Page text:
Rationale, goals, and scope statement Data from the initial needs assessment together with national Dietary Guidelines (13-15) and current dietary intake data (16-22) were used to draft a Rationale, Goals, and Scope statement. This statement became the guiding document for the questionnaire development and consisted of specific goals for the questionnaire, example uses of the data, and the scope of the questionnaire administration. An expert panel consisting of professionals with nutrition, anthropometry, physical activity, food service, and health education backgrounds reviewed the Rationale, Goals, and Scope statement before development of the questionnaire items.
Development of questionnaire items and protocol for administration Three versions of the questionnaire were initially developed: one for elementary schools (4th grade level), one for middle schools (8th grade level), and one for high schools (11th grade level). Because of the scope of information covered on the questionnaire and the time constraints on its administration, questionnaire items were designed to provide epidemiologic data that can distinguish between groups of students for surveillance and planning purposes rather than providing precise levels of nutrient intake at the individual level.
The questions were derived from a variety of references and survey instruments (3,23-35). The investigators selected and/or adapted items from these tools that best addressed the specific goals of the SBNM questionnaire as outlined in the Rationale, Goals, and Scope statement. For some survey goals, no specific survey items were found, and new questions were developed.
Questions were modified for each grade level, with consideration for reading level and cognitive ability. Although all content domains were covered at the three grade levels, the number of questions addressing the content domain varied among the questionnaires because of reading ability constraints and to ease respondent burden.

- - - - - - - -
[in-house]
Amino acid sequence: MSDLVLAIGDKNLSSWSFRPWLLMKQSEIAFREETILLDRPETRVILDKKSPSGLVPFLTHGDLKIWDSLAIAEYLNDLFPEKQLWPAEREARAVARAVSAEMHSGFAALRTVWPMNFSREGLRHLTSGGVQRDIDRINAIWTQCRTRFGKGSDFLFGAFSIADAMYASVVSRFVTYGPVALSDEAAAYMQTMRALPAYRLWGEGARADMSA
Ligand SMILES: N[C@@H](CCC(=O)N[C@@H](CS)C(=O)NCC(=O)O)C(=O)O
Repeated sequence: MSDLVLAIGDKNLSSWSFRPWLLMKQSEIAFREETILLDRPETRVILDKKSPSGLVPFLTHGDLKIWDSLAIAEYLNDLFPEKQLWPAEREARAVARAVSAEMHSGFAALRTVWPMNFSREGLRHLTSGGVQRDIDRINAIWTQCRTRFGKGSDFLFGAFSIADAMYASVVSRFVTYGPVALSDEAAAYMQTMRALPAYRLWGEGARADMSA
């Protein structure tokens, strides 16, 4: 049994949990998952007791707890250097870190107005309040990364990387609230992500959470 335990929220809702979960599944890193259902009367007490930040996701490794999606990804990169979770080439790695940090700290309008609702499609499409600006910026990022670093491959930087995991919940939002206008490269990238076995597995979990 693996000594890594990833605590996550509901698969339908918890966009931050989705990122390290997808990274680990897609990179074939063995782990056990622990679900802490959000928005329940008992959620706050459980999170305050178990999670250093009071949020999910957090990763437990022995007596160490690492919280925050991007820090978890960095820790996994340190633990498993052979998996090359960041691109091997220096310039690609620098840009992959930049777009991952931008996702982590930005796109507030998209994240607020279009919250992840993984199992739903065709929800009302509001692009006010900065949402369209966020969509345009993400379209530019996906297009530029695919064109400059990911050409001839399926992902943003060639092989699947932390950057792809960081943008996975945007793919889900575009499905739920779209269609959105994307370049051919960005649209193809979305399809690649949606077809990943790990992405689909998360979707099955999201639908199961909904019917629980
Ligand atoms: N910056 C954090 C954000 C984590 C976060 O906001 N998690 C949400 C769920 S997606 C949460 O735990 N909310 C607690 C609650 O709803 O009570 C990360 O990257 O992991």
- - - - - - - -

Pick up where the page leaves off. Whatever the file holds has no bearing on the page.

The reading level of the questionnaires was determined using the Dale-Chall formula (36). The elementary level survey was determined to be at a US grade level of 4.84 (nine years of age), and the upper level survey instruments were determined to be at a US grade level of 5.41 (approximately 10 to 11 years of age).
Survey questionnaires were reviewed by the SBNM Expert Panel and Interagency Work Group for content face validity, feasibility, and questionnaire layout. Protocols for administration of the questionnaires at school were also developed, based on similar protocols found in the literature (24-26), as well as the experience of the investigative team.
Focus group testing The questionnaires were tested for clarity and interpretation using focus groups and a cognitive interviewing technique in a convenience sample of elementary, middle, and high schools in central Texas. The feasibility of the protocol for questionnaire administration was also assessed during this phase of the project.
Most of the suggestions and comments by the students in the focus groups consisted of clarification of food terms. For example, students in the focus groups were unsure of whether or not sugar-flavored drinks were counted as 100% juice. Another example is that they knew which foods were high in fat, but did not generally consume fat-modified products, so it was unnecessary to include them on the instrument. Based on teacher feedback during the focus groups, question items and administration protocol was streamlined.
Cognitive interviews After focus group testing and revisions to the instruments, the questionnaires were further tested using a cognitive interview procedure (37,38). Questions were similar to those used for the focus groups but were updated to reflect changes that had been made to the survey as a result of the focus group data, and they also included specific concepts or items that seemed to be difficult for the students in the focus groups.
The interview process allowed clarification of the wording of several of the survey questions. For example, subjects were unclear about the
potato choices, so that question was reworded to reflect mashed potatoes, fried potatoes, and others. It was also found that students did not read instructions embedded within the questionnaire itself. Thus, instructions were shortened, and the majority of …